Two And A Half Deserters
About The Author
The Reverend Dr Andrew Sangster has degrees in Law, Theology and History; he is the author of two biographies, two history books, a school text book and two books of humour. He was ordained as an Anglican priest in 1969, served in parishes here and overseas, became a Headmaster, before returning to work in the Church. While researching for his biography of Field-Marshal Kesselring, he came upon this incredible account of how two English soldiers, one time friends, had deserted and met again in Italy behind enemy lines. There they met a Waffen-SS soldier, still a wanted war criminal, and the circumstances that led to them forming a lifelong friendship.
About The Book
The remarkable true account of two English soldiers and a Waffen-SS soldier who formed a lifelong friendship after deserting their respective units during the military campaign in war-torn Italy. Each of them offers their own viewpoint as to what happened, and why and how they felt.
The two English soldiers, one an officer, the other an NCO had known one another as schoolboys. The one emerged from a working class background of the 1920s and 30s, the other rising from a professional middle-class and Public School milieu. Their backgrounds were very different and it was a single incident that brought them together and made them friends for life, but it was the war and its consequences that eventually levelled the class distinctions, and in some ways reversed their social standing.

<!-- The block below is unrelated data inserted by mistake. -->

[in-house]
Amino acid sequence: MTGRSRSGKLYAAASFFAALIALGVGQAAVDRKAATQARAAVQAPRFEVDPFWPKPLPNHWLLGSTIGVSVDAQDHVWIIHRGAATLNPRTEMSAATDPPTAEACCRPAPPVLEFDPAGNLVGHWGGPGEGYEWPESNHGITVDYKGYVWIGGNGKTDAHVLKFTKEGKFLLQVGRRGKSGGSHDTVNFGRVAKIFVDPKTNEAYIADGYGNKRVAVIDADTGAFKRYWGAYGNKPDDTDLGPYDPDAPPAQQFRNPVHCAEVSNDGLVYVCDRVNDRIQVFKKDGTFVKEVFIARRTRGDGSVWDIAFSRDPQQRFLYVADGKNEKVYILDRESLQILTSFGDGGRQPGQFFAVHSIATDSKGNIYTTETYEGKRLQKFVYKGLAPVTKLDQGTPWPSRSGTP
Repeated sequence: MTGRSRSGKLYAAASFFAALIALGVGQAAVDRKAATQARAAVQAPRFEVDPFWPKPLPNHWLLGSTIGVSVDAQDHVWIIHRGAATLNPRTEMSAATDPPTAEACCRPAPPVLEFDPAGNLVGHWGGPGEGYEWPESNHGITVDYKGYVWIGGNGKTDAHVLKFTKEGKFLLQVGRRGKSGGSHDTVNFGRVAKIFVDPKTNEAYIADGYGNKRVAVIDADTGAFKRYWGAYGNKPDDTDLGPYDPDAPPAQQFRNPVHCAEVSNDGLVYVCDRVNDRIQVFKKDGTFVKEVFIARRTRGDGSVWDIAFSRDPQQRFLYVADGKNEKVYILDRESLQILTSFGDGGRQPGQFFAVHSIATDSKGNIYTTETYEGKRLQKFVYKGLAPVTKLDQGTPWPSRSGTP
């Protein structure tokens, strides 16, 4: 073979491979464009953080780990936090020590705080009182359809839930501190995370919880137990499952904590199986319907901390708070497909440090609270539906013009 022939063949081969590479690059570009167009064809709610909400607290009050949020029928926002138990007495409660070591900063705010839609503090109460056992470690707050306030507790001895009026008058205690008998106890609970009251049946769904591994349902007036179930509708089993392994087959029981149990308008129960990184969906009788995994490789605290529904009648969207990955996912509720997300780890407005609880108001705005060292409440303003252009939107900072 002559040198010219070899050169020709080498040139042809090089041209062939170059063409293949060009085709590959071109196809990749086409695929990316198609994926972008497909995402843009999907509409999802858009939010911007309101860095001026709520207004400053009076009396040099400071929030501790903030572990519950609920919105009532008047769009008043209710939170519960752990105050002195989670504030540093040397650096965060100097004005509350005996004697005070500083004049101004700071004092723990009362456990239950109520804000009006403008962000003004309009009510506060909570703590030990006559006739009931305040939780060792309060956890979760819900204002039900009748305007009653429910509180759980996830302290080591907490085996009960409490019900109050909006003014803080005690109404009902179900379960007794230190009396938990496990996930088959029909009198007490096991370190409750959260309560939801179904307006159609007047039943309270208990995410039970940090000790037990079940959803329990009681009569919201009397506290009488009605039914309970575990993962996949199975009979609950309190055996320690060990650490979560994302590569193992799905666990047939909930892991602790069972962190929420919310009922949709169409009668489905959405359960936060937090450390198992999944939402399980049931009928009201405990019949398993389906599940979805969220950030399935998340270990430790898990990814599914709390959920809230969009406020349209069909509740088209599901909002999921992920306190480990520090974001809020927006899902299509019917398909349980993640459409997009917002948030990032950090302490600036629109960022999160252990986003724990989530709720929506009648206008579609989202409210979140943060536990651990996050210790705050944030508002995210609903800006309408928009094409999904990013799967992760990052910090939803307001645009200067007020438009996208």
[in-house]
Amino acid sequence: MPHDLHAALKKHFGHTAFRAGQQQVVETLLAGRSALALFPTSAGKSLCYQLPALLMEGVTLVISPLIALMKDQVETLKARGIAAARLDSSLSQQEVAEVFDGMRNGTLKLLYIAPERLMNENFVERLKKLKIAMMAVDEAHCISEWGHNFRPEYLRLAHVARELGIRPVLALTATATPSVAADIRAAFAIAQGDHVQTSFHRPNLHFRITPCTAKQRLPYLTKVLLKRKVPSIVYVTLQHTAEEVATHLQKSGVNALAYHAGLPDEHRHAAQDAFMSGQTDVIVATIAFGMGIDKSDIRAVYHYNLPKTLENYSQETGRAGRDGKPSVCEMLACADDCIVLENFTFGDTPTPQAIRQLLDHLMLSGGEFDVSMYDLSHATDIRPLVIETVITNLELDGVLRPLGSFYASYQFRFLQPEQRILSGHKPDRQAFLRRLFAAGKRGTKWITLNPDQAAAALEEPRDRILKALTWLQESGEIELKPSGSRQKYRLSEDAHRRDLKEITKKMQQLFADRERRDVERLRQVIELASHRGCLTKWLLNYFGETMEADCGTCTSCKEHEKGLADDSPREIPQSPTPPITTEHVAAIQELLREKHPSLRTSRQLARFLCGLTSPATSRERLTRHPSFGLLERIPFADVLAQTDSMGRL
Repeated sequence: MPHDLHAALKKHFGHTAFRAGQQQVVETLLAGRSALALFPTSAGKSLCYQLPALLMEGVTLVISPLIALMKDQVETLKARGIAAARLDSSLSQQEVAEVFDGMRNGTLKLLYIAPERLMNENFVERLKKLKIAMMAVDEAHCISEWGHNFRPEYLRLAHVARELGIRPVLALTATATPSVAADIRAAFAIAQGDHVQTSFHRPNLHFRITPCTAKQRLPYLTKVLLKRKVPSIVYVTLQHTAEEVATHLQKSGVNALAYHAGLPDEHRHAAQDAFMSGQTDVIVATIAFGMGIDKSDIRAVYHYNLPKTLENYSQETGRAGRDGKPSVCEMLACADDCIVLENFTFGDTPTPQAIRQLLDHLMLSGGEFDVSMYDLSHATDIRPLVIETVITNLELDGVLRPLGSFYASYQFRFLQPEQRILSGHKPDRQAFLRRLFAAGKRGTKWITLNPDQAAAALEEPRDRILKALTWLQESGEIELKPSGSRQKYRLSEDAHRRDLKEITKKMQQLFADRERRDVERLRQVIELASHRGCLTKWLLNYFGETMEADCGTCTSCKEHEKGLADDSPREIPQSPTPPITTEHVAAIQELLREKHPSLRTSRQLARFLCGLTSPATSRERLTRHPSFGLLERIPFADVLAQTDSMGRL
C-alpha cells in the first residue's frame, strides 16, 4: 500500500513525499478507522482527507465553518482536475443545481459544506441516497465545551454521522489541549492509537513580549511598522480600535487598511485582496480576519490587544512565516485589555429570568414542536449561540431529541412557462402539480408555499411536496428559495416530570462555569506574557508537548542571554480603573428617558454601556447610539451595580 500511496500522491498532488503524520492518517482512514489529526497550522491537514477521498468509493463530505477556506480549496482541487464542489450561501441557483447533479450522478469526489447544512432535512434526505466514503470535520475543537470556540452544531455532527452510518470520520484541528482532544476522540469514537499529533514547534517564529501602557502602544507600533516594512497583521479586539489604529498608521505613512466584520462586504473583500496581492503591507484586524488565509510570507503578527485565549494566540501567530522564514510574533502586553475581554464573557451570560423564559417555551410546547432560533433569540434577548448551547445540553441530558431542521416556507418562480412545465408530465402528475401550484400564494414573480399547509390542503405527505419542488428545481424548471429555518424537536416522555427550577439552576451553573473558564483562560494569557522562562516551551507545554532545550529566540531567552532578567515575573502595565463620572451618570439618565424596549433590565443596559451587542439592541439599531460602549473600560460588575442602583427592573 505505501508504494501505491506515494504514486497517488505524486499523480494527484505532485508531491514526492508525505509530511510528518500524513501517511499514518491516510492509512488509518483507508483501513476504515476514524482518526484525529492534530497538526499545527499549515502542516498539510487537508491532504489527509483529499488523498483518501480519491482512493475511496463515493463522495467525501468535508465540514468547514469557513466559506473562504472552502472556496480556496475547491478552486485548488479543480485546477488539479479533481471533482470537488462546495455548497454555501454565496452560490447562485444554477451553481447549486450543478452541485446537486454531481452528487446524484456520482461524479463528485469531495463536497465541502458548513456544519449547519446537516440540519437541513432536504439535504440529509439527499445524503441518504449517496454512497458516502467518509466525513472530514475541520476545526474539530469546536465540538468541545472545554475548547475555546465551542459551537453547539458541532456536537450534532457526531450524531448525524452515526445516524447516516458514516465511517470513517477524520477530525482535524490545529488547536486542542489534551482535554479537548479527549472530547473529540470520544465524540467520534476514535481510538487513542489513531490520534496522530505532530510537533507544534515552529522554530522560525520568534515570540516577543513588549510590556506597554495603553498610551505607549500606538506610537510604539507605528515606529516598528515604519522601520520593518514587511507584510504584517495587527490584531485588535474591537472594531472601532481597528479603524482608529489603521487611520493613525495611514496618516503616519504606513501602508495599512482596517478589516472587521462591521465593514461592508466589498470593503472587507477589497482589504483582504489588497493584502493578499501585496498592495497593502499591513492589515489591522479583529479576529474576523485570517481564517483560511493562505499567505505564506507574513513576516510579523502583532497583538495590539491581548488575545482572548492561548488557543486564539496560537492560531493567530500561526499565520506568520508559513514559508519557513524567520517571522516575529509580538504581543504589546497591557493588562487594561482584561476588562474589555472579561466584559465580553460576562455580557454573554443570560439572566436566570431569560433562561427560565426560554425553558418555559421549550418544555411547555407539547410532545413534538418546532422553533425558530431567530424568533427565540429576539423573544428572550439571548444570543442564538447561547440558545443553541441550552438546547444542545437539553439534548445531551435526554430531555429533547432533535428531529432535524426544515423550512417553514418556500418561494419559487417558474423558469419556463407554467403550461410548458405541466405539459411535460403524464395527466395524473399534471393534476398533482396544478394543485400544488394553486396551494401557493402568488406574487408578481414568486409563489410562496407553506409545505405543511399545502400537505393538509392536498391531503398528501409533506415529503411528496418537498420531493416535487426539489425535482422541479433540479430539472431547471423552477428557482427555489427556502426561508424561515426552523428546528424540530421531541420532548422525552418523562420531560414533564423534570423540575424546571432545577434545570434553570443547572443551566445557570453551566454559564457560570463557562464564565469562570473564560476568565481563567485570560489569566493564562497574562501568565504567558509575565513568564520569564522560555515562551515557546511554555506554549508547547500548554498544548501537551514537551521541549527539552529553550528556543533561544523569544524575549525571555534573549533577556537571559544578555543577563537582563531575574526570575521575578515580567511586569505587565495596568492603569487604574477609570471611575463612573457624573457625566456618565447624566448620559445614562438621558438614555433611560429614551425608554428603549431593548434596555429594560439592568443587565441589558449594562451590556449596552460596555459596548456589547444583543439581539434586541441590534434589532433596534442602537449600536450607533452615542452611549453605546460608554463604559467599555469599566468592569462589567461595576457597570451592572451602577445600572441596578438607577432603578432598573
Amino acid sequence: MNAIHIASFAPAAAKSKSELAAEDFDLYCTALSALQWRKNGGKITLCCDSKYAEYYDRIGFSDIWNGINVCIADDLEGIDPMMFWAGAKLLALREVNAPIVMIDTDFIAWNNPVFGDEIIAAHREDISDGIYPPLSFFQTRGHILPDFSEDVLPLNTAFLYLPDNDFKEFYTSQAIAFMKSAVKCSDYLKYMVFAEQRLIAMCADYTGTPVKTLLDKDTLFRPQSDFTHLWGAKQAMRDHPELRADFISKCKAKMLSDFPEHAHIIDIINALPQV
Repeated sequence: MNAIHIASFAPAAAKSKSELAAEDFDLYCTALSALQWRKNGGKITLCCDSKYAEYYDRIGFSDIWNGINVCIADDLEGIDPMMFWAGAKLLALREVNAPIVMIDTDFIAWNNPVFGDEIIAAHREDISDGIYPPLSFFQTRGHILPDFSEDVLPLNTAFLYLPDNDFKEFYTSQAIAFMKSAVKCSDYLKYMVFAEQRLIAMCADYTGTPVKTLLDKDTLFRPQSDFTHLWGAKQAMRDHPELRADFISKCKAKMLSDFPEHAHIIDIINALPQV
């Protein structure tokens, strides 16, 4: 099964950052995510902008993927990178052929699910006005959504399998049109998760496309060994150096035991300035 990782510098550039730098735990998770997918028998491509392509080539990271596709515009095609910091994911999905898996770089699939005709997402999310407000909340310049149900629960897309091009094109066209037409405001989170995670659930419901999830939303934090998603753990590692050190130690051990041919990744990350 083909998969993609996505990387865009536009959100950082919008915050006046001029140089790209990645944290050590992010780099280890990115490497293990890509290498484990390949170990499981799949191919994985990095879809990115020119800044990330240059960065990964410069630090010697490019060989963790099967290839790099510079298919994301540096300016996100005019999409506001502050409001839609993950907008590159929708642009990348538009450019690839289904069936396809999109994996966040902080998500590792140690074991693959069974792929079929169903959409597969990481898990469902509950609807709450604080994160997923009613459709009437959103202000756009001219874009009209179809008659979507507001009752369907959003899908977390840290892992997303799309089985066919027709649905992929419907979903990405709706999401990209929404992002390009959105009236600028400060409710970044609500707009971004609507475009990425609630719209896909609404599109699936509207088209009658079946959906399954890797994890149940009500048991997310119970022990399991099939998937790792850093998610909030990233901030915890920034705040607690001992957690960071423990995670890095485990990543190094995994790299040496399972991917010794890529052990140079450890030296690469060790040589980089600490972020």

The third member, whom they met in Italy, was a dedicated member of the Nazi SS organization, and his own detailed account of his upbringing in Germany explains to a certain extent why he became what he did. Bizarrely, it was his English friends and an Italian soldier who helped to keep him stable.
The third part of the book describes their post-war efforts to return to normality. One Englishman and the German soldier seek redemption through the nature of their life’s work; the third insisting he would be content to remain listed as ‘missing.’
It is an account of how national identity and class form our characters, how individuals react to violence, and how, in each one of us, there is a need to seek personal redemption.